Notice with the addition of a second light from the back, the bottle starts to reveal its shape.
Next, I changed the light modifier to a Westcott softbox and placed the light overhead and angled slightly down. Again, the lighting is very soft, the product looks good but it’s not very exciting.
Speedlite placed in a Westcott softbox and lit from the front.
Now let’s try backlighting the bottle with the same softbox and see what happens.
Speedlite placed in a Westcott softbox and lit from the high and behind.
As you can see there’s a little more drama with this lighting position. I added a white foam core reflector beneath the bottle angled back up slightly to catch the light coming from behind to fill in some detail in front. While there’s some detail in the front of the bottle, it looks like a mistake with little to no “spunk!” I need to add some light in front to accentuate the burlap flower.
Here’s where the image starts to come alive! I wanted to highlight just the area around the burlap flower so I took the MagMod snoot (seen in the set photo below) and focused the light directly where I wanted it. A snoot is basically a cone shaped light modifier and concentrates the light into small areas as you can see by the image below. This was accomplished with only two Speedlites!
The addition of a snooted light from the front features an area of interest and adds more drama to the image.
For another variation of the last photo, I wanted to create a rim of light along each side of the bottle. To do this I took two Rogue FlashBender 2XL Strip grids and placed them behind and to the right and left of the bottle for backlighting. The MagMod Snoot again provided the frontal illumination on the burlap flower. This variation required three Speedlites and the end result is pleasing to the eye all while showing the product’s details nicely.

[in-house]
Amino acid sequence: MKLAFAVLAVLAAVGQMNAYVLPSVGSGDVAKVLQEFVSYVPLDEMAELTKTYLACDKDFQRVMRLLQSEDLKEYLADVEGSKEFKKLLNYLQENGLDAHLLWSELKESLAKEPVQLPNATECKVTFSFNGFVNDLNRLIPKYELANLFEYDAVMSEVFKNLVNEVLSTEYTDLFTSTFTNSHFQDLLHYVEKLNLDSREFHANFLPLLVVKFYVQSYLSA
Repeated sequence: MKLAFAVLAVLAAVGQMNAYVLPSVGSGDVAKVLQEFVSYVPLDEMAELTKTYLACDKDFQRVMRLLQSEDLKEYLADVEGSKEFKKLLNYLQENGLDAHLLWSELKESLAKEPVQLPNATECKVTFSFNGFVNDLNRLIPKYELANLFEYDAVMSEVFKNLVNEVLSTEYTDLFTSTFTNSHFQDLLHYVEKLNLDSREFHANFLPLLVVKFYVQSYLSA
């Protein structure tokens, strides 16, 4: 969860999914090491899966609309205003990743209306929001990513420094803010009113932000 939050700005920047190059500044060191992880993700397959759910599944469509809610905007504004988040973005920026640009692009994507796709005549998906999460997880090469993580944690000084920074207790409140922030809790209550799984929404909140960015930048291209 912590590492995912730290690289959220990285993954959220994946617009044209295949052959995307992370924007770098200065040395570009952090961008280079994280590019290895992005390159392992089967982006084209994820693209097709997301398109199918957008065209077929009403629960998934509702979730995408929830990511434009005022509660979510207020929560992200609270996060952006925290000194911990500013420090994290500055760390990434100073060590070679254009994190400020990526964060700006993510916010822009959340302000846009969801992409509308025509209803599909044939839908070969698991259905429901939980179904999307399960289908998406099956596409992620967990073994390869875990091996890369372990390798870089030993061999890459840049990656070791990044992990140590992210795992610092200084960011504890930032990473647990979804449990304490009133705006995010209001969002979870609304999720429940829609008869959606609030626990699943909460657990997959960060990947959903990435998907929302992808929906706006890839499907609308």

Similar to the last photo but instead of one softbox aimed behind the bottle, I’ve added two Rogue FlashBender strip modifiers from the back on each side to add more definition to its shape.
The last product photo I’ll share with you today is a hand-made scarf. I started off with just one Speedlite in a Rogue FlashBender XL placed to the left and some white and silver reflectors to the right to fill in the shadows. The resulting shot starts off as a bit boring as you see below.
This scene was lit with a Rogue FlashBender XL from the left side and a white foam core reflector to the right.
I needed something to spice it up a bit and I thought some sort of shadowed pattern on the background might fit the bill. I went outside and plucked some weeds from my yard to act as the pattern for the shadows. I made what’s called a gobo or “go between” – it’s nothing more than something to pass light through for projecting shadows. I bunched up the weeds and taped them together on a light stand with a Speedlite and MagMod grid to shoot the light through to hit the background fabric. This is the result:
Adding a Gobo (go between) to shoot light through can add interesting textures to the background.
It looks similar to sunlight coming through a window however I wanted it to look warmer to emulate the sun so I added a warming gel to the flash, and that made the difference for me. It’s just warm enough light to look real.
The addition of a warming gel to the Gobo speedlite finishes off the image.
By moving the light closer and further away from the gobo, the pattern changes so experiment and have fun with it.
This is just the tip of the proverbial iceberg so to speak, so play around, use your imagination and have fun with your Speedlites!
The CDLC contributors are compensated spokespersons and actual users of the Canon products that they promote.
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by Eric Stoner